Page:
• Visual Studio Code Gets Java Updates: JAXEnter notes that Java updates for Visual Studio Code adds Smart Selection API with the latest release, which in conjunction with a number of Java extensions, “supports dev tools, including popular frameworks such as Maven and Spring Boot, debuggers, a linter, and more.” Among the features supported are a new refactor feature, the ability to extract to field and support for the Smart Selection/Semantic Selection API, as well as Maven improvements and new Gradle preferences.
  • Study Up Your Visual Studio Skills: Microsoft announced this week that its partnership with online education company Pluralsight has gone live with the Visual Studio 2019 Path on Pluralsight. Consisting of 10 courses over 14 hours, the path starts you off according to your skill level after taking a “Pluralsight Skill IQ assessment.” Courses vary from introductory to running Git to “building cloud-native solutions for Azure with Visual Studio.” For Visual Studio subscribers, access to Pluralsight is free for “up to” 6 months.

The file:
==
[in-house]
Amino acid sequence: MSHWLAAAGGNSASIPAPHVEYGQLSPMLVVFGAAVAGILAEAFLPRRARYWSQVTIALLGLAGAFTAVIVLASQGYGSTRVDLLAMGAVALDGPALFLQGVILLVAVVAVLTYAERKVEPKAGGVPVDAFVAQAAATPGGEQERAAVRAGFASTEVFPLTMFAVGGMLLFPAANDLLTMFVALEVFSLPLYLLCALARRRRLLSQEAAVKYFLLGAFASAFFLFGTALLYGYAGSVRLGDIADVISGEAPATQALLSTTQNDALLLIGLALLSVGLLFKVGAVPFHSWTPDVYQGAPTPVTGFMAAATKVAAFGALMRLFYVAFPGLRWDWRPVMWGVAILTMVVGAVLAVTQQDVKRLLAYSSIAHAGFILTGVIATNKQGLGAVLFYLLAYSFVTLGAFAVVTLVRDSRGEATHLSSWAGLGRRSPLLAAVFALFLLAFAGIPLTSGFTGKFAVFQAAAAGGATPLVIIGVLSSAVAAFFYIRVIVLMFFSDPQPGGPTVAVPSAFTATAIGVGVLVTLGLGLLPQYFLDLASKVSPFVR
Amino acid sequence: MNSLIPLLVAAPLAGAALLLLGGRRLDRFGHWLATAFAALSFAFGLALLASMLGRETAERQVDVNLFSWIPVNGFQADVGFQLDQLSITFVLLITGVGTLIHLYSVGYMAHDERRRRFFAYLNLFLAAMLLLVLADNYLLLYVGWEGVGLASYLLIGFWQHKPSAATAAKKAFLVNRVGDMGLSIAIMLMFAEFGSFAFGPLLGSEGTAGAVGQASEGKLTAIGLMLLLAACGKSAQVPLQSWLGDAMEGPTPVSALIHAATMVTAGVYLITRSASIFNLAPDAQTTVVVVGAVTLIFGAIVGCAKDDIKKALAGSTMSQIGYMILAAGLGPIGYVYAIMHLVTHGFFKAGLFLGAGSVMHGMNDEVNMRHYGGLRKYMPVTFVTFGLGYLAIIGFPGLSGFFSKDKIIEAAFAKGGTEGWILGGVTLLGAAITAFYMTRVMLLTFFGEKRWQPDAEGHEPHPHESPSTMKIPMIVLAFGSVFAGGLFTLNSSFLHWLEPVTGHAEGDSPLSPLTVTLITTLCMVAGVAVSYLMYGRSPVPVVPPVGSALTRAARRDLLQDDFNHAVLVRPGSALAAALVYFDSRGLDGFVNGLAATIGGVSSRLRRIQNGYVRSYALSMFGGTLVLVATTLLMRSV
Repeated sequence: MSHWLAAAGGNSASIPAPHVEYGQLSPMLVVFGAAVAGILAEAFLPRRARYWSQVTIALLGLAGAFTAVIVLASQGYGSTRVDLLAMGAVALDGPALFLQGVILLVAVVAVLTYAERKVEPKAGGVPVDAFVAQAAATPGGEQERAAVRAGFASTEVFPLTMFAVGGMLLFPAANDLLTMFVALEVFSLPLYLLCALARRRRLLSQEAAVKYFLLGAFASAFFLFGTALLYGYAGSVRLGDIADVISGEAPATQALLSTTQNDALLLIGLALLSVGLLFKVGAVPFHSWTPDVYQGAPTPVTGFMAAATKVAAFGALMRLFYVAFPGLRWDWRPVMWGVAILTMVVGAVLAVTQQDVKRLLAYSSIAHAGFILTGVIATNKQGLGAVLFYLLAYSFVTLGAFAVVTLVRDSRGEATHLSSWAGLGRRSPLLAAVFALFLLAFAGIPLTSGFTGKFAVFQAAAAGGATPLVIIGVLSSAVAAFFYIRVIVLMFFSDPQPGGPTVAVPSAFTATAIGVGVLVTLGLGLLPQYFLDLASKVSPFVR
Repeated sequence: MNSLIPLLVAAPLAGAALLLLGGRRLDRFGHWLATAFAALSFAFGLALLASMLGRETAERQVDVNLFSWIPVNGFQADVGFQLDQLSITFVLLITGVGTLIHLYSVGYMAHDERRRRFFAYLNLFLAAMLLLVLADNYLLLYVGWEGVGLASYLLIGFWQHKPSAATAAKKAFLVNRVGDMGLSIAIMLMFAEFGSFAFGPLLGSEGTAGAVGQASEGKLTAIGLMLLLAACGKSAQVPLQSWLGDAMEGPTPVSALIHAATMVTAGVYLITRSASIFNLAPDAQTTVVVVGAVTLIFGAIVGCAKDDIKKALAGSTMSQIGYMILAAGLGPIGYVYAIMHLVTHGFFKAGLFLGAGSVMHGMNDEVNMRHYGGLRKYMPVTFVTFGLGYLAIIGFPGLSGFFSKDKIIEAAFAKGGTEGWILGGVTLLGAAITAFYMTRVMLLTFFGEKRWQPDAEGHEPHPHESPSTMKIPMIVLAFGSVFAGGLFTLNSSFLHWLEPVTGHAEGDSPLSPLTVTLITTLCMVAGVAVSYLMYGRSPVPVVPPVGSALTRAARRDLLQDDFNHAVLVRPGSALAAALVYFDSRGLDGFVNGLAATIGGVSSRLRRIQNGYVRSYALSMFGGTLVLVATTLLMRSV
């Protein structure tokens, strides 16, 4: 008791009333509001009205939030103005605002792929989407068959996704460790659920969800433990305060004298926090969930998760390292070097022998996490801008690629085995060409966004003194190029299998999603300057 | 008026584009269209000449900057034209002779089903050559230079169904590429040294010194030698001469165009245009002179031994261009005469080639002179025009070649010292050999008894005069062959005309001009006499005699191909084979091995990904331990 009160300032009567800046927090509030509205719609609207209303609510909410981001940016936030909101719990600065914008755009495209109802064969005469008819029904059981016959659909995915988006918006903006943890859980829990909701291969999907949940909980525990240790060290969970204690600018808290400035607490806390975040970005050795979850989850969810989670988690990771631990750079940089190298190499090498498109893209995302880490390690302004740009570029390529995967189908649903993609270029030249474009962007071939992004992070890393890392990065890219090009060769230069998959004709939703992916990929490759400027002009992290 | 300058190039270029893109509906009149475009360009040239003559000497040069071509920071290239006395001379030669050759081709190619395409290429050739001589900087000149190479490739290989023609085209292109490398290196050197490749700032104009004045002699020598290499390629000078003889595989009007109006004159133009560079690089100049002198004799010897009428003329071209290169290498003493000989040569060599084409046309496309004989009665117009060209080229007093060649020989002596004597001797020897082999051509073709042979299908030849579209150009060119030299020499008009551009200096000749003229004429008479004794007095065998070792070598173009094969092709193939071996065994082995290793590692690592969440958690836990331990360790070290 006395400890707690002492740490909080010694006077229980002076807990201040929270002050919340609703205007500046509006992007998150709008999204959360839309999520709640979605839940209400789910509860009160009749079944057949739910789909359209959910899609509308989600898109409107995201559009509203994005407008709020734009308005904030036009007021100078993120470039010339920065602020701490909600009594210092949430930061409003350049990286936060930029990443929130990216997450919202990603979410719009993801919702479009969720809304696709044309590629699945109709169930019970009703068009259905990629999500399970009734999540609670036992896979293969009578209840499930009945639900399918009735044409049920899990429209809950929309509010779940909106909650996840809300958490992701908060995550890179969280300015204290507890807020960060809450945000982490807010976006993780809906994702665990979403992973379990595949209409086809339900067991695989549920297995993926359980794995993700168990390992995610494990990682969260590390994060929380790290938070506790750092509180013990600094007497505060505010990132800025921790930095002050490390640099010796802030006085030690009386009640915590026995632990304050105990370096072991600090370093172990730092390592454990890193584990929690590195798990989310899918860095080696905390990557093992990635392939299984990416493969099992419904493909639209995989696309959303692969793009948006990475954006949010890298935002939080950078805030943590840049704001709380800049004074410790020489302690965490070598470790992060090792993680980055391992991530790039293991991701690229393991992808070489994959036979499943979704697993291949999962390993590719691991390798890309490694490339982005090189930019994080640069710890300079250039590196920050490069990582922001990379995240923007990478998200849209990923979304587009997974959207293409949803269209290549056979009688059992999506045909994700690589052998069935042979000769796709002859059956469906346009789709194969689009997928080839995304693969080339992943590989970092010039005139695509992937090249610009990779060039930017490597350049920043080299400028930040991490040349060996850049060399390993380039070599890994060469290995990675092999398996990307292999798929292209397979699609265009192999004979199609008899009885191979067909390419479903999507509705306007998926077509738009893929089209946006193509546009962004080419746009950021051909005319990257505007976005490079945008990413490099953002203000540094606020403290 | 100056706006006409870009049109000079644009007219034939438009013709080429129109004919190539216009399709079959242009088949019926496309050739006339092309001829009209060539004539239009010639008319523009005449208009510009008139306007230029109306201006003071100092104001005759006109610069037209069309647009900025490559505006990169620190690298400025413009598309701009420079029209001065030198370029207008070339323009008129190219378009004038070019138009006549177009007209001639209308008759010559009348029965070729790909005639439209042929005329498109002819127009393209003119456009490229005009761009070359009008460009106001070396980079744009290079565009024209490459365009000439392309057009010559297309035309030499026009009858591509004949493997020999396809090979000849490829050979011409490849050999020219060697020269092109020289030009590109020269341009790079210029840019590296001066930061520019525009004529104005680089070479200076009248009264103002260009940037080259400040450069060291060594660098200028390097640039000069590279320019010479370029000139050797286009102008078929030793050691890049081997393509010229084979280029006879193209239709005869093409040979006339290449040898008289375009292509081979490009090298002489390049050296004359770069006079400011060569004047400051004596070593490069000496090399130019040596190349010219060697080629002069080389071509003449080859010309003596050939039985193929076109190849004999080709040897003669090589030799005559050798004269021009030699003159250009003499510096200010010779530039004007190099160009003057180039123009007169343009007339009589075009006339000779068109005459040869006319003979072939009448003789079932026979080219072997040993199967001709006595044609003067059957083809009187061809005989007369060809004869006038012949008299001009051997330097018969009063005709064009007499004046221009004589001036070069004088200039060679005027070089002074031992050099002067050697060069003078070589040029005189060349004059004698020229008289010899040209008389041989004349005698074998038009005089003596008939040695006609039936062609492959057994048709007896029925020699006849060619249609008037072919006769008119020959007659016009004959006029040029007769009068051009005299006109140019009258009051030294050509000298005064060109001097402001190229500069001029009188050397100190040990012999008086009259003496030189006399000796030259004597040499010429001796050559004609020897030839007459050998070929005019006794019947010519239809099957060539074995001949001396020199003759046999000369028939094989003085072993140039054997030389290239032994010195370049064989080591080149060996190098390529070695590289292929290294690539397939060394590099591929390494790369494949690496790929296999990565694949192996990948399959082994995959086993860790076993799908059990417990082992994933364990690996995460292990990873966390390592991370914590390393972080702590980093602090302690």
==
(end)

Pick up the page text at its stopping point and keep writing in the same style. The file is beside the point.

• Go Get Your Golang Merch: Finally, for you Gophers out there this week, there’s the new Go store, which has all your favorite stickers, backpacks, t-shirts, hoodies, plushies and more. According to the announcement, 100% of the proceeds from the Go store go directly GoBridge, a “non-profit organization focused on building bridges to educate underrepresented groups by teaching technical skills and fostering diversity in the Go community.”

GitLab is a sponsor of InApps Technology.

Read More:   Automate Code Deploys with Kubernetes and Flux – InApps 2022

Feature image by Michael Gaida from Pixabay.